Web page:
Why This is Important
The average evening temperature helps to measure how susceptible different neighborhoods are to global warming. High temperatures overnight are particularly associated with health impacts of climate change in vulnerable populations, because at night time it is hardest to leave home to find relief in cooler areas.
Heat islands are defined by the Environmental Protection Agency (EPA) as “urban area[s] characterized by temperatures higher than those of the surrounding non-urban area. As urban areas develop, buildings, roads, and other infrastructure replace open land and vegetation. These surfaces absorb more solar energy, which can create higher temperatures in urban areas.”
These “islands” of persistently higher-temperatures make it harder to get relief from a summer day and more likely to be a place of poor air quality and respiratory stress. Knowing what neighborhoods in our community face these distinct challenges can help us mitigate the effects of heat islands by adding green space and trees, while offering other support for households experiencing potentially harmful exposures during peak temperatures.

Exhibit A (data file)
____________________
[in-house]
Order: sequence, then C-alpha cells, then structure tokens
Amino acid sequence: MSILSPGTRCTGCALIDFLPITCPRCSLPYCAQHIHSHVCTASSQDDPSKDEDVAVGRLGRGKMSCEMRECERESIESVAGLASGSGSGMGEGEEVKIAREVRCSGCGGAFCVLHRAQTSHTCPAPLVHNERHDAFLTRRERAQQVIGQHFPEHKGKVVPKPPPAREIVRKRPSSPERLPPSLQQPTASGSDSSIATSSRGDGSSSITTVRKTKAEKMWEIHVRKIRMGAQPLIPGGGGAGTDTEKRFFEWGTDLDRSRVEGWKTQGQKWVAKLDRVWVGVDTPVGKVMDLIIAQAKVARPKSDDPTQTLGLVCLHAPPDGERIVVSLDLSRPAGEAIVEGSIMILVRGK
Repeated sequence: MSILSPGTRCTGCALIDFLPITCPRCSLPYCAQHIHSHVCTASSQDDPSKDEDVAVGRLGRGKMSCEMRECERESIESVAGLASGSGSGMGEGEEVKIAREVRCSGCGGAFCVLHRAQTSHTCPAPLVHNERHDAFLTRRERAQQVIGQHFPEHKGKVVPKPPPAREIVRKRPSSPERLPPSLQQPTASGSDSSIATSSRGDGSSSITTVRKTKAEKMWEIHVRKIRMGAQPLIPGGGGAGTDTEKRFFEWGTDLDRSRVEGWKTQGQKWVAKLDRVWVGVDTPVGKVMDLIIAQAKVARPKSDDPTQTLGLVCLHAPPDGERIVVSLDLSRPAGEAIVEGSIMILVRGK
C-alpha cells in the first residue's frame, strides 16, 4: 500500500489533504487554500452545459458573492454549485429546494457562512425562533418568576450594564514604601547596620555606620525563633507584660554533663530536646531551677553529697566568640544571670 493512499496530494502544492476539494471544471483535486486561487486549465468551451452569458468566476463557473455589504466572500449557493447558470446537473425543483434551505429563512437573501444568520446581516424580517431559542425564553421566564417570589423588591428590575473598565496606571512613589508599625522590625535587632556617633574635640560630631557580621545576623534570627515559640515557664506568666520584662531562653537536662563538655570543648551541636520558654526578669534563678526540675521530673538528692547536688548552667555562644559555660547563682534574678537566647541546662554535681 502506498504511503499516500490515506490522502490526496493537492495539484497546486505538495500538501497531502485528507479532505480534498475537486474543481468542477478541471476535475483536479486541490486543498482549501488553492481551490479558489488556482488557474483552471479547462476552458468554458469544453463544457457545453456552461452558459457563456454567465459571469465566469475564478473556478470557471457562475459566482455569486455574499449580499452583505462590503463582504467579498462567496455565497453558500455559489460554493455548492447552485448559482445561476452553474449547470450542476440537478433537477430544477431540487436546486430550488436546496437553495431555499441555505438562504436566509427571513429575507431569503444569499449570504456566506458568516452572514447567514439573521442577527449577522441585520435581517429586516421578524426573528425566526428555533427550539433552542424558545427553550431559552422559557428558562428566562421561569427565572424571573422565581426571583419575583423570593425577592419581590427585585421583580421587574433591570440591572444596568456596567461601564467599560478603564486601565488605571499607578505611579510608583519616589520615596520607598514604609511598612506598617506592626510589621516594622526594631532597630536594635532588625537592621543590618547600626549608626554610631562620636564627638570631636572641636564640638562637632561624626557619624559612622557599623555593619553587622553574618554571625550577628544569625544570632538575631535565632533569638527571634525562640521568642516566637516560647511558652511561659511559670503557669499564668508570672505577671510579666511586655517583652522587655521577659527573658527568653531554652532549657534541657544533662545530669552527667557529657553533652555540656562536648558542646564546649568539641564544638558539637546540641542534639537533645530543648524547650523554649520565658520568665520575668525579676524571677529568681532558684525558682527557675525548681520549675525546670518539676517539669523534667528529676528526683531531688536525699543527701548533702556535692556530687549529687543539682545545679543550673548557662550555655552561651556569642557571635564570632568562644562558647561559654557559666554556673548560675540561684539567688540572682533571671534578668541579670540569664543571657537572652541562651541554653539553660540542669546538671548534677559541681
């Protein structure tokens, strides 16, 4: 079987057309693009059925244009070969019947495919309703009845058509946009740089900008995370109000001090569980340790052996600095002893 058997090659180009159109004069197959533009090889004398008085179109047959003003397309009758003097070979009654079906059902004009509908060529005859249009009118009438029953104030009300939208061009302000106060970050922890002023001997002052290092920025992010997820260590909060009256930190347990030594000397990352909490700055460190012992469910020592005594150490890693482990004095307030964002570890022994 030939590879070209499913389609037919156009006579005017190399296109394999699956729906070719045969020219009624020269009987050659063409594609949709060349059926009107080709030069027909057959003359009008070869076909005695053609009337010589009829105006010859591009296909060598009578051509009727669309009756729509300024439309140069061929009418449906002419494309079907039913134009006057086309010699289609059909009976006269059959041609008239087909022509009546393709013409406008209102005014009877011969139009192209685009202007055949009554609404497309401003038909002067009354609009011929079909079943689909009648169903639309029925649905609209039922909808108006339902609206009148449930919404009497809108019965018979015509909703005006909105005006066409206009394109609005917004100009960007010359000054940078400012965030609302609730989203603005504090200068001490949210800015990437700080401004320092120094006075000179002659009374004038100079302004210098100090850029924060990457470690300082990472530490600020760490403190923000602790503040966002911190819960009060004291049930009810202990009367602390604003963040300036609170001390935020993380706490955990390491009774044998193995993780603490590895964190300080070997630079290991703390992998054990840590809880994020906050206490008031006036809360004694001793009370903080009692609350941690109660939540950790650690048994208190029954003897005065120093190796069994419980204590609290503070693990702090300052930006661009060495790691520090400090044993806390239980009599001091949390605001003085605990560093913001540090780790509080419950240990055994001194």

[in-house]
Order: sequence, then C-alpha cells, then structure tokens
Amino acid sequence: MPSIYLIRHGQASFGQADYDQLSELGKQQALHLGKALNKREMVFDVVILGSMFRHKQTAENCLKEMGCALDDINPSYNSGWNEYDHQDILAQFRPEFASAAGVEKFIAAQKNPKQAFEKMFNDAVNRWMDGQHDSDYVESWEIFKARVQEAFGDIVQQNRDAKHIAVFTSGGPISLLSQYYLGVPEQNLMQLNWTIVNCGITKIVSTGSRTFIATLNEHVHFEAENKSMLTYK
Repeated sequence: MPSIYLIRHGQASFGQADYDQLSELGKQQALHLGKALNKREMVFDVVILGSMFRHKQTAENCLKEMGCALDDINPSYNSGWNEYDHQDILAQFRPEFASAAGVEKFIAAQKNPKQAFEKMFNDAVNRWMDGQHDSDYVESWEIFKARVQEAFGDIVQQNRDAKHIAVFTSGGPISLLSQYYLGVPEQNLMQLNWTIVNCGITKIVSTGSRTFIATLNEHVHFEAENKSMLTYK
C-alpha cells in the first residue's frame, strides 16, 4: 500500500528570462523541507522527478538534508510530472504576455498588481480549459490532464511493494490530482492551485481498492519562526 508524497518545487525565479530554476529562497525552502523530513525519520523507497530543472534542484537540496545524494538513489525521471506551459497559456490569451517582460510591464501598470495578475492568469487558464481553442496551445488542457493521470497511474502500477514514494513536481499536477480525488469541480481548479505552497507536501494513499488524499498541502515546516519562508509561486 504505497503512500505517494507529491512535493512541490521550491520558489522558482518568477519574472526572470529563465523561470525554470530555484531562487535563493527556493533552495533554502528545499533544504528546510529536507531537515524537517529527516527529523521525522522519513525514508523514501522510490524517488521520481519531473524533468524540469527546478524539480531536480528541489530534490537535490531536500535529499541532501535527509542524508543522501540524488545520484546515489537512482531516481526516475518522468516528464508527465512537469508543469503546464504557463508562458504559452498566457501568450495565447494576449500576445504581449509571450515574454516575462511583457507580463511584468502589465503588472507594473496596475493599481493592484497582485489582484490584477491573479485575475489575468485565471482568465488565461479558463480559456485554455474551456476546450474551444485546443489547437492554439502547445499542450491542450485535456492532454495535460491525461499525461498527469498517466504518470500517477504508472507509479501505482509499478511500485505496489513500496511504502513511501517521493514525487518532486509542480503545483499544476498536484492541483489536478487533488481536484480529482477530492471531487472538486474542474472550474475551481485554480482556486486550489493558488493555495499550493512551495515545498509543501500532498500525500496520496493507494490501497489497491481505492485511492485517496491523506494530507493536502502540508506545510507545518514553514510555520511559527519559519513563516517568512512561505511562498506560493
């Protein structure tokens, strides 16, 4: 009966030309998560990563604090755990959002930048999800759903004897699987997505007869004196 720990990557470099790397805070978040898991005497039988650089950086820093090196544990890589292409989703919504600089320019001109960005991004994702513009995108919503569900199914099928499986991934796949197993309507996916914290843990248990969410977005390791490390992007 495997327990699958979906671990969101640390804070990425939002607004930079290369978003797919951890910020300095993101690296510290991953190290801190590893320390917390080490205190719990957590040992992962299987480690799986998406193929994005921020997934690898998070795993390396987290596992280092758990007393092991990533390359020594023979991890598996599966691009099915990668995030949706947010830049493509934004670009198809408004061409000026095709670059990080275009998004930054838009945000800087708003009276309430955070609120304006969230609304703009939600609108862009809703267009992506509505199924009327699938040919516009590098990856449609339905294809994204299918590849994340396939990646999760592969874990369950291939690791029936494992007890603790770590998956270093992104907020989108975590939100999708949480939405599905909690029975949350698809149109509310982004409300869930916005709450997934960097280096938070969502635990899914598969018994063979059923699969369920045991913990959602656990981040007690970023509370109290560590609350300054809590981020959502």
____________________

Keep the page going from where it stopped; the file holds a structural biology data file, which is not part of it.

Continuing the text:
About the Data
This metric reports the average modeled temperature between 7-8pm on a typical summer day in degrees Fahrenheit across each blockgroup or tract. The temperatures were modeled using a random forest machine learning model, trained on data points collected in July 2021 by Durham volunteers and the Museum of Life and Science as part of the CAPA Heat Watch Program.
Volunteers collected temperature samples throughout Durham which were then used to model temperature variations across the city. More about the project as a whole and data produced by Durham and Raleigh volunteers can be found .
The CAPA study focused on downtown Durham and surrounding neighborhoods; in the Compass this metric omits census areas which had less than 50% of their area included in the study.